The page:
pixels (first dimension is width, second is height and third is the depth). Our network consists of 9 convolutional blocks. Each layer, except the last one, comprises convolution, batch normalization, Rectified Linear Unit (ReLU) and max polling with stride equal to two. A detailed properties of the network is shown in Table

1.

The network minimizes the norm-2 distance between ground truth coefficients ( and ) and the DCNN outputs. For training the model, we first centered images according to the center of mass of the fingerprint area, and then scaled and cropped inputs to a size of

. We used 401,000 synthetic distorted fingerprint images to train the model. The network was trained over 40 epochs, each epoch consisting of 6,265 iterations with a batch size = 64. Adam optimization method

[17, 28] is used as the optimizer due to its fast convergence with beta = 0.5 and learning rate = .

4 Experiments

Time (sec)
Method Tsinghua DF FVC2004 DB1
Si et al. [27] 8.373 7.816
Our 0.741 0.736
Table 2: Average time of distortion estimation. The proposed DCNN distortion estimation method is approximately 10 times faster than the nearest neighbor method used by Si et al. [27].
Figure 4: Confusion matrices for the following approaches (a) the nearest neighbor method by Si et al. [27] and (b) the proposed DCNN-based distortion estimation.
Figure 5: Match scores for three pairs of normal and rectified fingerprints by two different approaches. The red grid on query fingerprints shows estimated distortion fields by our method and the method proposed by Si et al. [27]. Two first samples are from the Tsinghua DF database and the third sample is from FVC2004 DB1.

Our first performance measure for evaluating the proposed distortion rectification is the overall matching performance. To evaluate the contribution of the proposed method in improving matching performance, we conducted three experiments on each of the following three databases: FVC2004 DB1, distorted subset of FVC2004 DB1 and Tsinghua DF database. VeriFinger 7.0 SDK [19] is used to match fingerprint samples.

The match score in each experiment is calculated for pairs of samples with the same ID, and no imposter pairs are conducted since the match score of VeriFinger is linked to the false acceptance rate (FAR). Higher match scores have a lower chance of falsely being accepted. In all three matching experiments, the first sample in each pair is a normal fingerprint without distortion, and the second one is the original distorted sample or the rectified sample. Rectification is performed both by our method and the method proposed by Si et al. [27]. ROC curves on three databases are depicted in Figure 3.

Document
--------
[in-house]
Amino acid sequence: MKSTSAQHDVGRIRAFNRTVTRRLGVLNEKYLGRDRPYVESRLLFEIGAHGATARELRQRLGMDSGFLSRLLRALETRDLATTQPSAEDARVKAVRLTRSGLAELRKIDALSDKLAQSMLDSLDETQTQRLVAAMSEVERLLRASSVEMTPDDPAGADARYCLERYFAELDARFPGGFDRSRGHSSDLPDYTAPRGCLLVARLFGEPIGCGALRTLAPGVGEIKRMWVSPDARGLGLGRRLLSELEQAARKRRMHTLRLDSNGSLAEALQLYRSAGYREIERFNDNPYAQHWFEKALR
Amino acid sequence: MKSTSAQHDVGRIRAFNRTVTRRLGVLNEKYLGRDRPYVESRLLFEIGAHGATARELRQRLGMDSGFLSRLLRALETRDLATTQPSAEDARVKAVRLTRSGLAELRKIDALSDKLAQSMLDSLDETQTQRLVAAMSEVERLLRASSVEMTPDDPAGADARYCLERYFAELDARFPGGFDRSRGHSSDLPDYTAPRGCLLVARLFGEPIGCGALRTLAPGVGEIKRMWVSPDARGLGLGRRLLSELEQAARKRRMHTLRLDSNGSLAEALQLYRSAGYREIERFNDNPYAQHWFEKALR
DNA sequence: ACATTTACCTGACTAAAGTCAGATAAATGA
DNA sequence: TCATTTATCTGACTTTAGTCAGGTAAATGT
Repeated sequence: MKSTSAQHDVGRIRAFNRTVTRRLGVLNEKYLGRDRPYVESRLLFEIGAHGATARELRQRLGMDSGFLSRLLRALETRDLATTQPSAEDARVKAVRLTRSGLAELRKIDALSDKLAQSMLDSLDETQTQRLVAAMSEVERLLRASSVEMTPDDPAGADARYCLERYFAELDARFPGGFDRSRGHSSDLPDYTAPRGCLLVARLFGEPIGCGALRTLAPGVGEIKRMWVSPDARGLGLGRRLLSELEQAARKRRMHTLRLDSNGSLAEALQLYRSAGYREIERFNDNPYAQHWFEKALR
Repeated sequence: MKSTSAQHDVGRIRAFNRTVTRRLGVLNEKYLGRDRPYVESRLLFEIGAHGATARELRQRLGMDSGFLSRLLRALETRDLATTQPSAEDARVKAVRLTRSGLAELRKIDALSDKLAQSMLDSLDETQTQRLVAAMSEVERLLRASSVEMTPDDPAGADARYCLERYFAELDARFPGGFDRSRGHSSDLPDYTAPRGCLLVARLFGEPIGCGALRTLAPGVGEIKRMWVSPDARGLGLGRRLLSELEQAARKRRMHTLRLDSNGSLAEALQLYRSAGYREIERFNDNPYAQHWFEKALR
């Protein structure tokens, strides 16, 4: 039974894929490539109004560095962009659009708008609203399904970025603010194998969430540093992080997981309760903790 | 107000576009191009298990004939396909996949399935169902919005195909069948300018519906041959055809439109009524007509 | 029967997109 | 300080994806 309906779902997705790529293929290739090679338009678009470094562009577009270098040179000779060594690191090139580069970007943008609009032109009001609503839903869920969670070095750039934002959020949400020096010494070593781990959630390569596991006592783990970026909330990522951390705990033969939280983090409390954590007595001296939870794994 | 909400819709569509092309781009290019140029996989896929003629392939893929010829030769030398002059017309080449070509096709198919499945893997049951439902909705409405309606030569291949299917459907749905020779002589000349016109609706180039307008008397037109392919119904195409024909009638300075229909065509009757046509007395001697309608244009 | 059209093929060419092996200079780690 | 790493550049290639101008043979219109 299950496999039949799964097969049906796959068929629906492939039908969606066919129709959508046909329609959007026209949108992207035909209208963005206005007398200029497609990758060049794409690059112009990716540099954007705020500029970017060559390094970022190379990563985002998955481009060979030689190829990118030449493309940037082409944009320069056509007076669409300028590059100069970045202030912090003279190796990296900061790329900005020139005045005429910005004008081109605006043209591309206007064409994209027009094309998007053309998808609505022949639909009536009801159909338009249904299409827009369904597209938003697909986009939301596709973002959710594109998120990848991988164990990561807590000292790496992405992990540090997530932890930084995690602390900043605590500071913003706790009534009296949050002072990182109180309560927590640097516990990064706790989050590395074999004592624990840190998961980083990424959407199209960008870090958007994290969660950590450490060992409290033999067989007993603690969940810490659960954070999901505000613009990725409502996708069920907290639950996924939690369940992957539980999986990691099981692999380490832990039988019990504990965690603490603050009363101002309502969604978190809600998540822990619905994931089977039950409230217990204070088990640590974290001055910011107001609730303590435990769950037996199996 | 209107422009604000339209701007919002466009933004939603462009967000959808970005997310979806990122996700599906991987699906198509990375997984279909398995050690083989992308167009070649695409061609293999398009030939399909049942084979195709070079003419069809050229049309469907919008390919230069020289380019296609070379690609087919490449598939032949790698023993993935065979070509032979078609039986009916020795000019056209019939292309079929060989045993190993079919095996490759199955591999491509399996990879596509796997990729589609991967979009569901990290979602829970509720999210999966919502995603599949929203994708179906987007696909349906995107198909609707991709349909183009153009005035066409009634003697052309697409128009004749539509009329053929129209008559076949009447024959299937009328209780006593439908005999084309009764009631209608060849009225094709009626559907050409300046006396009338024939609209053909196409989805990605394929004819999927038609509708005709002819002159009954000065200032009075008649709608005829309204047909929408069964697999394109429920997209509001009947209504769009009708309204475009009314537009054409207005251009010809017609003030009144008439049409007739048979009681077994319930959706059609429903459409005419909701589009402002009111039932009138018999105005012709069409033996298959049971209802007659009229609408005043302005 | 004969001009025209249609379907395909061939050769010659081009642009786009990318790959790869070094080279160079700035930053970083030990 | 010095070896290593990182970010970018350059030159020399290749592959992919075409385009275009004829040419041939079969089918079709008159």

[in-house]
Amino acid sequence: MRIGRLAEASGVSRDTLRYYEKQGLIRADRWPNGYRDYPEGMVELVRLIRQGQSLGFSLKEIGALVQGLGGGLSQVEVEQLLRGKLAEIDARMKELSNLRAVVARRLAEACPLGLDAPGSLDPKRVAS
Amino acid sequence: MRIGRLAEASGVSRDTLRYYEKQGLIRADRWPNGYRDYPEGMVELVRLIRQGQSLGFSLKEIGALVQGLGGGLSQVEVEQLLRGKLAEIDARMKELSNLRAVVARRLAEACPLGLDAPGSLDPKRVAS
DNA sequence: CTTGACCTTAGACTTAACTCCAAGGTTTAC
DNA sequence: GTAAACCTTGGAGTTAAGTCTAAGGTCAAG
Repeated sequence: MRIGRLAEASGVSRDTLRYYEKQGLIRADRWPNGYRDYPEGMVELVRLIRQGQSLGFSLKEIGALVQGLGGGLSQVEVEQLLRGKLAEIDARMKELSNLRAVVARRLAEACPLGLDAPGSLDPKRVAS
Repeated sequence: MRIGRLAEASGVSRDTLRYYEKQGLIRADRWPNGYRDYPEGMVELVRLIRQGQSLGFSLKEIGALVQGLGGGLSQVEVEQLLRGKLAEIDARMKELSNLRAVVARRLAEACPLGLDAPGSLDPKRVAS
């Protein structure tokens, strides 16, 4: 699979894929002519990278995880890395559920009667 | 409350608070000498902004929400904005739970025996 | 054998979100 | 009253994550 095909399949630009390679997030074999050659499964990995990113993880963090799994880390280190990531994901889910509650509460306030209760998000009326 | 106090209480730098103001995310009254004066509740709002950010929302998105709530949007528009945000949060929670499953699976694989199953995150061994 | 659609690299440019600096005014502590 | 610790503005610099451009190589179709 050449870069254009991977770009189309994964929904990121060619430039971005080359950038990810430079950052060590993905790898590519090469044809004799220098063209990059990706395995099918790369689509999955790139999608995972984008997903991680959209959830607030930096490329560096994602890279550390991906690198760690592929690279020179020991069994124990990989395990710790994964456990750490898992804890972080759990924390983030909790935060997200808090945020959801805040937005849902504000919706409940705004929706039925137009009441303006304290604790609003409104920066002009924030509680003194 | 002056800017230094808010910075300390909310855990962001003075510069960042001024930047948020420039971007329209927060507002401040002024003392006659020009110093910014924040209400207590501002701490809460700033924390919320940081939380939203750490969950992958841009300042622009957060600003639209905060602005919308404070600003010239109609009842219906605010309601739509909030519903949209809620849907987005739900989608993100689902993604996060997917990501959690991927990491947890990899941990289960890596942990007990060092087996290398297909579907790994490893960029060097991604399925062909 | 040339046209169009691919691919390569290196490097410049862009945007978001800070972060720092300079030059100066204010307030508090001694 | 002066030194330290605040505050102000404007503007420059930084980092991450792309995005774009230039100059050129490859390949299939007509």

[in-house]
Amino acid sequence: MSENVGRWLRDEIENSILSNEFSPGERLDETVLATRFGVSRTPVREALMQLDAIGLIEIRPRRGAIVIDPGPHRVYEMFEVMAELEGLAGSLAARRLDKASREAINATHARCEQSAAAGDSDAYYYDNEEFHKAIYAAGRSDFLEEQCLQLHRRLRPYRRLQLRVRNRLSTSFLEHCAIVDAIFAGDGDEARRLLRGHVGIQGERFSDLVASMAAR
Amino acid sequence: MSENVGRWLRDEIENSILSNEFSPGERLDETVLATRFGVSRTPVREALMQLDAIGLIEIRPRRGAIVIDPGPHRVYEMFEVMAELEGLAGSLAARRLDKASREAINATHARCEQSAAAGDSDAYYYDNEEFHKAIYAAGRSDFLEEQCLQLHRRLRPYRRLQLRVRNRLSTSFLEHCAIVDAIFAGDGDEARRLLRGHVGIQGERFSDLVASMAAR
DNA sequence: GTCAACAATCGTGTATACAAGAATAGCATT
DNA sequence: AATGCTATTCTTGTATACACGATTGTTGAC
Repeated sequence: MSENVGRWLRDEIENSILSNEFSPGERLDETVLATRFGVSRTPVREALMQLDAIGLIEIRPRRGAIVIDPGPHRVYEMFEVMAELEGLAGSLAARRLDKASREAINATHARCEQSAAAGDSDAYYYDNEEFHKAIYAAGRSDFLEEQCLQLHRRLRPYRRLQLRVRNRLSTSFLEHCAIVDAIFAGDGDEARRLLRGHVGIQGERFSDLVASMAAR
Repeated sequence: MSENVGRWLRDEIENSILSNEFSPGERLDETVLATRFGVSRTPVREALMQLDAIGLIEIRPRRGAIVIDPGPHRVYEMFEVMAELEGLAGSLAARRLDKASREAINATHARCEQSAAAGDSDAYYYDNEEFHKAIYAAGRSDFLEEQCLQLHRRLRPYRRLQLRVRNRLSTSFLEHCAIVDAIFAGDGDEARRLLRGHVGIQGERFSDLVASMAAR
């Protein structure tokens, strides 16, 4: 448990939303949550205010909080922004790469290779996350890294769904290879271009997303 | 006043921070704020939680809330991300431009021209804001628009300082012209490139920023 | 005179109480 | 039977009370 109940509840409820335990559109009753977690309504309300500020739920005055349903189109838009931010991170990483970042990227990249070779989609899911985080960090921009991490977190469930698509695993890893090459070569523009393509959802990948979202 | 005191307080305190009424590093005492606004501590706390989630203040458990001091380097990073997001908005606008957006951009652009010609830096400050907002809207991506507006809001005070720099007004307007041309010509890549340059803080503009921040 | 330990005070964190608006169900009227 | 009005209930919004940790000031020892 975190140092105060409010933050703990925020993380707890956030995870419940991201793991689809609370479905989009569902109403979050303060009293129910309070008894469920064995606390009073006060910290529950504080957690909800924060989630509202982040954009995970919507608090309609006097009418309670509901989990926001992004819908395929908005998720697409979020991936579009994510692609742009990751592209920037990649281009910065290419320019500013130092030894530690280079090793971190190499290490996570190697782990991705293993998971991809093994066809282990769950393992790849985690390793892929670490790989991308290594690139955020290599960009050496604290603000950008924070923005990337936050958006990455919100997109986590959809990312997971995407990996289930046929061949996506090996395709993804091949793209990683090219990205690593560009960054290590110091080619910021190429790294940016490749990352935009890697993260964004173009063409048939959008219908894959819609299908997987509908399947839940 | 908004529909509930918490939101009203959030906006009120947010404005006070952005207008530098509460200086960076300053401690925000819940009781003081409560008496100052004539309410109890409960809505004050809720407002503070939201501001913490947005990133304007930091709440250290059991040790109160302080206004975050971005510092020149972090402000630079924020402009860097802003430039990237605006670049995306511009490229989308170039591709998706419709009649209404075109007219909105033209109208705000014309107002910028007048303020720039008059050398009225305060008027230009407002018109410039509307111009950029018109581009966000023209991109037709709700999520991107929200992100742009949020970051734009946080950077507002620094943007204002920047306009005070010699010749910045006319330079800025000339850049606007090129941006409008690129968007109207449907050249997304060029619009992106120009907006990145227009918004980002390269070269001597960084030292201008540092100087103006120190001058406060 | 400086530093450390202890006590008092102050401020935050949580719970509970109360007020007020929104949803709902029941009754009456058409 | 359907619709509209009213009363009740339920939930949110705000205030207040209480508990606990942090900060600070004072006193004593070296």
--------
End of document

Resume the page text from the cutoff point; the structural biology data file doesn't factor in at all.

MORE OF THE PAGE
In the first experiment, samples from the Tsinghua DF database are rectified to evaluate the training procedure of the network and the rectification performance. The Tsinghua DF database consists of 320 pairs of normal and distorted fingerprints from 185 different fingers.

Network training is performed using a synthetic distorted dataset generated by randomly sampling the first two significant principal components of the distortion manifold extracted from the Tsinghua DF database. Although the network has never seen the original samples from the Tsinghua DF database during the training procedure, distortion components used to generate the synthetic dataset may bias the performance of the network. Therefore, it is essential to evaluate matching performance on a dataset containing only geometric distortion that is different from the Tsinghua DF database. In the second experiment, a geometrically distorted subset of FVC2004 DB1 is used to evaluate the rectification performance of the proposed method. The distorted subset of FVC2004 DB1 contains 89 samples with skin distortions.

In the third experiment, FVC2004 DB1 is used to evaluate the rectification performance on a distorted database containing a variety of geometric and photometric distortions. FVC2004 DB1 consists of 110 classes and eight samples per class. Samples of each class are acquired by deliberately inducing photometric or geometric distortions. Since FVC2004 DB1 contains different distortion types, the proposed method targets only geometrically distorted samples and rejects other distortion types.

The quality of rectified distorted samples depends on the performance of the distortion estimation algorithm. We conducted an experiment to compare distortion estimation of DCNN with the nearest neighbor method used by Si et al. [27]. The synthetic distorted database used in this paper was generated using random sampling of the first two significant principal components. For comparison purposes, we generated another distorted database that was the same as Si et al. [27]